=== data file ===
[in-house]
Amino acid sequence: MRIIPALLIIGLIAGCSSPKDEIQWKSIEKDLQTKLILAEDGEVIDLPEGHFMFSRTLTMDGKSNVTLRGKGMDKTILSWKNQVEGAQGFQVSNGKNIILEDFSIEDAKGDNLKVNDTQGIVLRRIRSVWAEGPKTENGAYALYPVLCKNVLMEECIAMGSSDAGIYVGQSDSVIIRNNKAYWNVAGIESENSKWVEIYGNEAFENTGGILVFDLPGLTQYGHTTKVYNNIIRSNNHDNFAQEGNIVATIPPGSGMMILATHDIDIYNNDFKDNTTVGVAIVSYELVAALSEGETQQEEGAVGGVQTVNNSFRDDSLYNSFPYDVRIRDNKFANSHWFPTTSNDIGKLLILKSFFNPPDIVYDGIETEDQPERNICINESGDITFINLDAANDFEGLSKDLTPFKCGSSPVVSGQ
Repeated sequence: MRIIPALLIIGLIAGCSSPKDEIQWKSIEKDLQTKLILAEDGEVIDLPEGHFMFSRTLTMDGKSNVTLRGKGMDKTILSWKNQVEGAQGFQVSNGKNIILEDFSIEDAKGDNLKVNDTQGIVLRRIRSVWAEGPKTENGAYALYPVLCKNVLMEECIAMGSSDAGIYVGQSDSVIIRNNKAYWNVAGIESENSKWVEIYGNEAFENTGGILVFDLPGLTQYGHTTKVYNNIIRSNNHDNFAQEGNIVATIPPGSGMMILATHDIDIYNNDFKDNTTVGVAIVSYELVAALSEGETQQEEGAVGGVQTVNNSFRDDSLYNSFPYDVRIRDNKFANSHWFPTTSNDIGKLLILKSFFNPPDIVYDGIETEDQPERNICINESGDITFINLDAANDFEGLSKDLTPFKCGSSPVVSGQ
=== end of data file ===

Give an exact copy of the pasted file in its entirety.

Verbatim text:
[in-house]
Amino acid sequence: MRIIPALLIIGLIAGCSSPKDEIQWKSIEKDLQTKLILAEDGEVIDLPEGHFMFSRTLTMDGKSNVTLRGKGMDKTILSWKNQVEGAQGFQVSNGKNIILEDFSIEDAKGDNLKVNDTQGIVLRRIRSVWAEGPKTENGAYALYPVLCKNVLMEECIAMGSSDAGIYVGQSDSVIIRNNKAYWNVAGIESENSKWVEIYGNEAFENTGGILVFDLPGLTQYGHTTKVYNNIIRSNNHDNFAQEGNIVATIPPGSGMMILATHDIDIYNNDFKDNTTVGVAIVSYELVAALSEGETQQEEGAVGGVQTVNNSFRDDSLYNSFPYDVRIRDNKFANSHWFPTTSNDIGKLLILKSFFNPPDIVYDGIETEDQPERNICINESGDITFINLDAANDFEGLSKDLTPFKCGSSPVVSGQ
Repeated sequence: MRIIPALLIIGLIAGCSSPKDEIQWKSIEKDLQTKLILAEDGEVIDLPEGHFMFSRTLTMDGKSNVTLRGKGMDKTILSWKNQVEGAQGFQVSNGKNIILEDFSIEDAKGDNLKVNDTQGIVLRRIRSVWAEGPKTENGAYALYPVLCKNVLMEECIAMGSSDAGIYVGQSDSVIIRNNKAYWNVAGIESENSKWVEIYGNEAFENTGGILVFDLPGLTQYGHTTKVYNNIIRSNNHDNFAQEGNIVATIPPGSGMMILATHDIDIYNNDFKDNTTVGVAIVSYELVAALSEGETQQEEGAVGGVQTVNNSFRDDSLYNSFPYDVRIRDNKFANSHWFPTTSNDIGKLLILKSFFNPPDIVYDGIETEDQPERNICINESGDITFINLDAANDFEGLSKDLTPFKCGSSPVVSGQ